Now is the time for fans of the race like myself, Rob Andrews, Marc de Reuver, and everyone else who’s weighed in on this topic to defend the integrity of the event, not pass along unfounded rumors. If I came off hard on either Rob or Marc in my defense of Team USA, I apologize here. But in America, accusations of cheating are fighting words—especially when it comes after so much sacrifice and effort by the riders and the team.
So we tried calling Dr. Wolfgang Srb, but as one could expect, the FIM did not want to even acknowledge such rumors. So we called Mr. Luongo, President of Youthstream. Guiseppe said, "This is bullshit. This is the first I've heard of it. I can assure you that the FIM does not care who wins. I do not care who wins. It was a good motocross race. Good for USA, good for Belgium, and it would be impossible to fix with such rule changes or exemptions. It did not happen, it will never happen."
Moving right along, here’s the latest from Racer X Films: The Team USA Video we’ve dubbed “Calling Mr. Chamberlain.” The anthem-on-guitar was done by Robert Raese. Check it out.
Remember the Johnny O’Mara Team USA ‘86 lid that we featured in Racerhead a few weeks ago—the one that Marc and Ludo of One Industries outbid everyone for at the David Bailey Auction? Ludo sent over a couple of pictures of some of the other helmets that legendary lid will be joining, including an open-face Jeff Ward crash helmet, one of Ron Lechien’s JT helmets (which Marc had a hand in designing back in the day), and two of Rick Johnson’s early buckets. Sweet!
Time to turn to two of the more interesting letters we go this week.
From Giovanni Bartoletti: “The sport has grown enough for an evidence-based analysis of the strengths and weaknesses of the two circuits (AMA circuit vs. Grand Prix). Rivalry is good as it fosters competition… I think there is a huge and unexploited opportunity in motocross. I bet the fans would warmly welcome a race featuring the top 15 U.S. vs. top 15 GP racers (in both the MX1 and MX2 class).”
Giovanni’s idea (or something similar) has definitely been kicked around Mario’s Fishbowl a time or two, and it’s got some legs for sure. But I like the idea of Team USA vs. Europe vs. The Rest of the World. Think about what a cool race that would be:
Carmichael (for one more year), Stewart, Villopoto, Tedesco, Windham, Alessi, Millsaps, Short, Hepler, Wey, Ferry, and a few more for the Yanks.
Everts (if it were now), Cairoli, Ramon, Pourcel, Leok, Strijbos, de Reuver, MacKenzie and a few more on the European ride.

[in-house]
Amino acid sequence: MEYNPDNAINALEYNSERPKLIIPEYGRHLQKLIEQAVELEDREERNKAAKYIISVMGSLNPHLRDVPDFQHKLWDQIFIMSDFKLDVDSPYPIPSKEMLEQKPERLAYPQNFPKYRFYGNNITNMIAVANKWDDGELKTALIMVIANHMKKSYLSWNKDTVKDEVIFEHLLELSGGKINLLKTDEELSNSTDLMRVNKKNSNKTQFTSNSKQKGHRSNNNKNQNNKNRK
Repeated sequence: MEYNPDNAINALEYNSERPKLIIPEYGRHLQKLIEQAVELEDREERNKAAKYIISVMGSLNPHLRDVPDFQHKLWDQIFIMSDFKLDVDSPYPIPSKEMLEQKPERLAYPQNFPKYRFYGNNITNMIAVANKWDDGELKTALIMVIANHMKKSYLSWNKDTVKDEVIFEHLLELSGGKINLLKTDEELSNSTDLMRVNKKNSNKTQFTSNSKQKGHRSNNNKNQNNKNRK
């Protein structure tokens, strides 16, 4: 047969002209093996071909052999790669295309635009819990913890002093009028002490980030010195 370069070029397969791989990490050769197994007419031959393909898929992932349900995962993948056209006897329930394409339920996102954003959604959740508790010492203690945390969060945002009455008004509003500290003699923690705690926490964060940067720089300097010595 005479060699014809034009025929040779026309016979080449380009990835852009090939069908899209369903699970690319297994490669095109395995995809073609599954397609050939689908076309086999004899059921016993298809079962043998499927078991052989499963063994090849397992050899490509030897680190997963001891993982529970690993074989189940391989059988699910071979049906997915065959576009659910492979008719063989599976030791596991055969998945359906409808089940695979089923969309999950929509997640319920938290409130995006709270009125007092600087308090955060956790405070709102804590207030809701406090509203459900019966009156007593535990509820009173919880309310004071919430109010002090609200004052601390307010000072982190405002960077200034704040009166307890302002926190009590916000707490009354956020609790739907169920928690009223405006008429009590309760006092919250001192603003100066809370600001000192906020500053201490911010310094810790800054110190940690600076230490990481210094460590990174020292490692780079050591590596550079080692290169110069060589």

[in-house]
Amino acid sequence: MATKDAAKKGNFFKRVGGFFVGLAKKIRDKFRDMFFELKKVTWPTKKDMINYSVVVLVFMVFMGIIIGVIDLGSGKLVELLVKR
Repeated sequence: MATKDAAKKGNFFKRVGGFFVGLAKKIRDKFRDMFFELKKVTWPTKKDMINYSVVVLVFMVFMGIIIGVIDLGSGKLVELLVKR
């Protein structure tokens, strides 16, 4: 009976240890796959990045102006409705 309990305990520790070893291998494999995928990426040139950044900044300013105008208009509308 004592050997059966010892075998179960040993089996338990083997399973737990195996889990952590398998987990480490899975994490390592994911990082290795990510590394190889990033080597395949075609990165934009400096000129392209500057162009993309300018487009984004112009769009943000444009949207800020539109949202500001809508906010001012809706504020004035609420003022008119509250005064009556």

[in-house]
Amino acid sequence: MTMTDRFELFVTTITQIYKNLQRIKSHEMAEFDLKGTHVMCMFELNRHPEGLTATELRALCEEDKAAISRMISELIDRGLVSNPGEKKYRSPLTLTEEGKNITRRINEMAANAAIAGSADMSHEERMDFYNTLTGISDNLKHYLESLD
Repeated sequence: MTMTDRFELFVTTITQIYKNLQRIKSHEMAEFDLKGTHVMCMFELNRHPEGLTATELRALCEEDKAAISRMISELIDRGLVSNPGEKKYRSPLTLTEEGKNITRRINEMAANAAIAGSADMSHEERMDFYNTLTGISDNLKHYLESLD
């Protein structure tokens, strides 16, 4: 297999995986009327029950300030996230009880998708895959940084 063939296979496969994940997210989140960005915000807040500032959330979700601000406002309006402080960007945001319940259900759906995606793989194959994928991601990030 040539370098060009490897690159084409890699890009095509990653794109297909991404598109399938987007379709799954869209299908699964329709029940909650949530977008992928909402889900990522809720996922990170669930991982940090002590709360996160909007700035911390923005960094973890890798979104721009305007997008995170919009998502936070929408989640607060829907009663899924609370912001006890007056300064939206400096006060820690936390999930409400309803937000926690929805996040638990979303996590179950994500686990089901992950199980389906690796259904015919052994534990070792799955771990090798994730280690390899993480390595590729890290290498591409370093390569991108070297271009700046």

Reed, Coppins, Klatt, Langston, Townley, Metcalfe, McFarlane, Rattray, Byrne, Boyd, Davalos, and a few more for the Rest of the World.
Now that would be a hell of a race!
Letter number two, from Rob: “Ricky Carmichael is meant to release a “MAJOR announcement” at the U.S. Open, as Racerxill.com has put on the site. I think RC is going to chase a World Motocross Championship in 2007. Here’s why:
“Mike Brown is going over to fill in for Josh Coppins, and Ricky knows Mike so they could travel together. Ricky has been training with Ben Towney this season. Ben would've told RC how good it is over there. And RC is a god when he went for the Des Nations. Roger DeCoster is the best motocrosser of the past, team manager, I think he would probably tell RC the significance of what RC could achieve if he wins it. He could also do a few Supercross rounds before going to Europe to race. It could also put to rest which rider is the best: RC is to me, but Everts is Gr8 also. I like them both heaps. Also Everts is now going to KTM, which, if he wanted to do one more year to race RC he would have to do a bit of testing on the KTM to get up to speed?”
Dear Rob: Good letter, but it ain’t going to happen. RC’s announcement is about his future in America, and I’m guessing he’s finalized some things and wants to share them with everyone at once. As for Everts, he’s absolutely done with Grand Prix racing. After the race in England, as Stefan and RC and Greg Albertyn were talking about the race in the press tent, someone made a comment that Stefan just keeps better with age. He smiled and laughed, “It’s like wine; it gets better with the years, but at one point, you’ve got to drink it. Now the time is coming that I’m going to start to drink it!”
Want to see a bunch of cool Everts pics over the years? Check this out.
Now seems like a good place to turn it over to Ping, who got a dose of just how rabid Stefan’s fans are after last week’s only-Ping-thinks-this-way take on the MXdN: